Tech in Asia — Last week, WeChat rolled out its answer to Slack, WeChat Enterprise. But while Slack itself has never had a large presence in China, WeChat isn’t waltzing into this market alone – Alibaba’s DingTalk was there first, and the company isn’t looking to give in easily.
The Next Web — WeChat is ready to take on a new market: the office. The company today launched WeChat Enterprise, essentially its competitor to the ever-growing Slack. First announced in March, it has most of the features you expect from standard WeChat. You can make groups, send photos, voice clips, files, locations and even stickers. However, it differentiates itself with a few work-centric changes.
Add this to the list of things you can do with WeChat: buy Apple gadgets. Tencent’s messaging-app-cum-everything-platform announced Wednesday that support for WeChat Pay has been added to Apple’s official online stores in China. That means that you can now use WeChat pay for all of your Apple gadget and accessory needs.
Tech in Asia — The battle over the Chinese epayment market is raging fiercely now that Apple Pay and Samsung Pay have taken to the field in China. But WeChat Pay is heading in the opposite direction: the service announced yesterday that it’s launching support for overseas vendors. The system will allow Chinese users to put money into their WeChat Pay accounts in RMB (as they currently do).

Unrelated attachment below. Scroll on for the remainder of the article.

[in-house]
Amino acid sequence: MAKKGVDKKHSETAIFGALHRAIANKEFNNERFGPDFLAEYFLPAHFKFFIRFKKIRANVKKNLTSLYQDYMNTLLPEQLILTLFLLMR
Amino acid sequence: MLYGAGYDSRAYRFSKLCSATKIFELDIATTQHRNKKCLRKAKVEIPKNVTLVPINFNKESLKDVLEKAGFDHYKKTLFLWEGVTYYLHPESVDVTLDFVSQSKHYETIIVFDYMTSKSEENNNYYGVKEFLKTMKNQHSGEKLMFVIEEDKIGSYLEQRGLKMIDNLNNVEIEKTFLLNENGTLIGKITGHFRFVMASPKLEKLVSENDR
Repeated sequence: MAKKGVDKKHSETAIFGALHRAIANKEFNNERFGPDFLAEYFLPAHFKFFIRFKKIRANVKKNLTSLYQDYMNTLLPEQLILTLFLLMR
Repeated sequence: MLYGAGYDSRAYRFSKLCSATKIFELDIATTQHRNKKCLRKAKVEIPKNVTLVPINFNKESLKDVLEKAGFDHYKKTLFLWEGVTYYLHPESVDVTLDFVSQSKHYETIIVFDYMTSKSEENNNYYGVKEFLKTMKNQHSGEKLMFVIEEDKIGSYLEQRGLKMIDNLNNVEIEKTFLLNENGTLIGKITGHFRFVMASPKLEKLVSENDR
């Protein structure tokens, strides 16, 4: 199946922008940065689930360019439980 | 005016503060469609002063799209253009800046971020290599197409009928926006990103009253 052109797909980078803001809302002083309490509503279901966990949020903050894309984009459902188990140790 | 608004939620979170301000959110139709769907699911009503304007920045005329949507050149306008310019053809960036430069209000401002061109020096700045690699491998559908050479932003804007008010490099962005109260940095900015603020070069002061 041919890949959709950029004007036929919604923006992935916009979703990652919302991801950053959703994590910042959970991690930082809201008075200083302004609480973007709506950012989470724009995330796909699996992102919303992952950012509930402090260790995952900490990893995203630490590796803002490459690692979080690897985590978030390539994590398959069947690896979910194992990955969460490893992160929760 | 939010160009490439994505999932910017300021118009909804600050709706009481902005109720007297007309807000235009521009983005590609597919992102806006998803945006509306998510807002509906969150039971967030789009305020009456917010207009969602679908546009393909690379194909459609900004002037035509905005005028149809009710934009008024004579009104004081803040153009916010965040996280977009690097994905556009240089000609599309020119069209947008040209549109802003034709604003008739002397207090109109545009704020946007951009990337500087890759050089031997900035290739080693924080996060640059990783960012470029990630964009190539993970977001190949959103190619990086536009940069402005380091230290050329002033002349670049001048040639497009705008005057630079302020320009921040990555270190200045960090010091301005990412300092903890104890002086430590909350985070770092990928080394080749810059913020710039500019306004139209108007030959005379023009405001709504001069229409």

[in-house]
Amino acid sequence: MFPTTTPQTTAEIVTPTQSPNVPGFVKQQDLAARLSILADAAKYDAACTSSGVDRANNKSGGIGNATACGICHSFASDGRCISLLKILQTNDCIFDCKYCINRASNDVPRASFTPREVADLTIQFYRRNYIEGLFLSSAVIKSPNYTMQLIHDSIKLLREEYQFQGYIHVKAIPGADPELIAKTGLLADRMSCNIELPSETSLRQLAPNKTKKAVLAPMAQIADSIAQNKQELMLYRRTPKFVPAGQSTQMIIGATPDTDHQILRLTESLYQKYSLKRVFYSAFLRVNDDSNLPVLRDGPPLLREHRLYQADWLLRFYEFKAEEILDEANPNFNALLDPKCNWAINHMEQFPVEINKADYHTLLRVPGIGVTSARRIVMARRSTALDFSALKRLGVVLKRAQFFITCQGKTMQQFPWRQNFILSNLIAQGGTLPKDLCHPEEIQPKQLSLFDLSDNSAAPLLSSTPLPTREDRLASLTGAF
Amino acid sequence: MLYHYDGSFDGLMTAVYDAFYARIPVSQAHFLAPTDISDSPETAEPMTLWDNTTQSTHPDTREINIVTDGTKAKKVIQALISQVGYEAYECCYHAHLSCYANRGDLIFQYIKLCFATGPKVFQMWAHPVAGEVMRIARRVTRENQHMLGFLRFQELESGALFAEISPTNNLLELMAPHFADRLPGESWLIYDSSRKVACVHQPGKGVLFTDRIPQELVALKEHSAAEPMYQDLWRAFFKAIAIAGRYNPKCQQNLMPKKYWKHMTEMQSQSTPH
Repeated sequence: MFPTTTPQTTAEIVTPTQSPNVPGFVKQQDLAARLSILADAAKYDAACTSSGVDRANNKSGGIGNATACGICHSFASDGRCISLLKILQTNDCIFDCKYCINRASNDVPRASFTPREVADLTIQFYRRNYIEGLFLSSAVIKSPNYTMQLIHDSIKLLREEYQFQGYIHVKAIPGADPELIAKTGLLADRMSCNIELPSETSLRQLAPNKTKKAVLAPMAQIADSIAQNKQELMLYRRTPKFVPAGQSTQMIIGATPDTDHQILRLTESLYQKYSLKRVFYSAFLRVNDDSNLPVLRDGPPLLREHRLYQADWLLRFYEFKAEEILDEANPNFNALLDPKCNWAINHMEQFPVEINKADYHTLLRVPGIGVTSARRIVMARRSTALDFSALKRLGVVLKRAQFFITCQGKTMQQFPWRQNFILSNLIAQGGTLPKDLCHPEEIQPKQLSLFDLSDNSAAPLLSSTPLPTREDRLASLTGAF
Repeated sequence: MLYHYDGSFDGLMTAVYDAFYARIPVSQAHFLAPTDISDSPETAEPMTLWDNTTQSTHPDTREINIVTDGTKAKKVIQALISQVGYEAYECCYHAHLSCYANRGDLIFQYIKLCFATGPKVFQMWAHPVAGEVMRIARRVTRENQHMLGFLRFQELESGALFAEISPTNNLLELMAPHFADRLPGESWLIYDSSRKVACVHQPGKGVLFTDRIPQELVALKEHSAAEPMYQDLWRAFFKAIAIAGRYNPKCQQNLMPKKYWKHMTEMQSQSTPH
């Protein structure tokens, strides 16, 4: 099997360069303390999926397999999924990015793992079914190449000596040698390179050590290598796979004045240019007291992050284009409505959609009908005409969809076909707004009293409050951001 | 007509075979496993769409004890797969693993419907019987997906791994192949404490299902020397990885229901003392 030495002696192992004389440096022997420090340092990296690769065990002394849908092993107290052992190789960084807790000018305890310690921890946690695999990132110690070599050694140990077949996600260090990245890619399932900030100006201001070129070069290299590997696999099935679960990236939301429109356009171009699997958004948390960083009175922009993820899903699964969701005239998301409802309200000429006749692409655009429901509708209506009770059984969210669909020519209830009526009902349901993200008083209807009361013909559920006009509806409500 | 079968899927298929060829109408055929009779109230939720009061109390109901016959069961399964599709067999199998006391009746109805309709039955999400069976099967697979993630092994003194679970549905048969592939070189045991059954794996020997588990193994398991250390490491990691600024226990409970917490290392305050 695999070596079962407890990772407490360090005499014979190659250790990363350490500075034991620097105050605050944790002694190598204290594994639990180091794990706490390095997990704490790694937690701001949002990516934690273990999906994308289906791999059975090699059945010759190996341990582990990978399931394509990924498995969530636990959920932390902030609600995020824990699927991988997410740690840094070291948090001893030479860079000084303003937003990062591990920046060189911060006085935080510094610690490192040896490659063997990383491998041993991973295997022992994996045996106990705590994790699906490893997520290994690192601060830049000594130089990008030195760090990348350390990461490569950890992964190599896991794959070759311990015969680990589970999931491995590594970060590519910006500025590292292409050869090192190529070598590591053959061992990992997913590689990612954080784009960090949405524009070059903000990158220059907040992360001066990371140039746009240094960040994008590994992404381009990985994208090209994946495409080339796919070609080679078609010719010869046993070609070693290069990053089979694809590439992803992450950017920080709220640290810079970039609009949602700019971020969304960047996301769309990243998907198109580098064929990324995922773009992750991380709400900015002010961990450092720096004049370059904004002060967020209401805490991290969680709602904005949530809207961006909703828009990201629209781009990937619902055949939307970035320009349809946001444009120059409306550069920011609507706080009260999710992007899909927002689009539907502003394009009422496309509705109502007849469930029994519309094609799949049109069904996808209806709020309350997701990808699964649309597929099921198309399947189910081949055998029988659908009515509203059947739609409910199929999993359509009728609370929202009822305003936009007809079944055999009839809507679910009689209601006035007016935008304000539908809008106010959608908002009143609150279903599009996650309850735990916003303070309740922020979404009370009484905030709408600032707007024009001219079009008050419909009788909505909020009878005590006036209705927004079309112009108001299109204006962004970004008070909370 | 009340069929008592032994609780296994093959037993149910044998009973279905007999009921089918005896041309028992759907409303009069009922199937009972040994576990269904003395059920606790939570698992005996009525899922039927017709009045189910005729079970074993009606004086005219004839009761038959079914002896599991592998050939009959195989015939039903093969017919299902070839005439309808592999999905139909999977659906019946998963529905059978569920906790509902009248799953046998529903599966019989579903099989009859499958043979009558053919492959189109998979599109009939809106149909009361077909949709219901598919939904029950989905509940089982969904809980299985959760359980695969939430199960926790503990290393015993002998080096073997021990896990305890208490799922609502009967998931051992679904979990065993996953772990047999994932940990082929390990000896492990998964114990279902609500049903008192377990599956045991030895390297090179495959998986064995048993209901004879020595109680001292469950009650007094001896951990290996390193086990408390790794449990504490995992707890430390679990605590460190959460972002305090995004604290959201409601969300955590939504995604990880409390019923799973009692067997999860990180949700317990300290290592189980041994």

Tech in Asia — The trend of buying things through chat has taken off in such a big way in China that some wonder if it’s a sign that chat commerce will pose a threat to conventional ecommerce around the world. The prime example of this trend is WeChat, China’s most popular messaging app that just turned five years old. Some of our writers have spent entire days using nothing but the chat app – and have all lived to tell the tale.
Telecom Asia — WeChat has launched its payment service WeChat Pay in Hong Kong, including the new Wallet in-app payment feature. Wallet allows WeChat users to connect their MasterCard or Visa credit cards with their accounts to allow them to pay for products and services without having to exit the WeChat app.
China Tech News — Tencent’s WeChat launched a new function named “WeChat Out”, which allows users to call fixed-line phones or mobile phones, aiming to compete with its Asian competitor Line. This new function is currently only available in some markets outside mainland China, including the U.S., Hong Kong, and India. However, Tencent promised that it will soon be available in more countries and regions.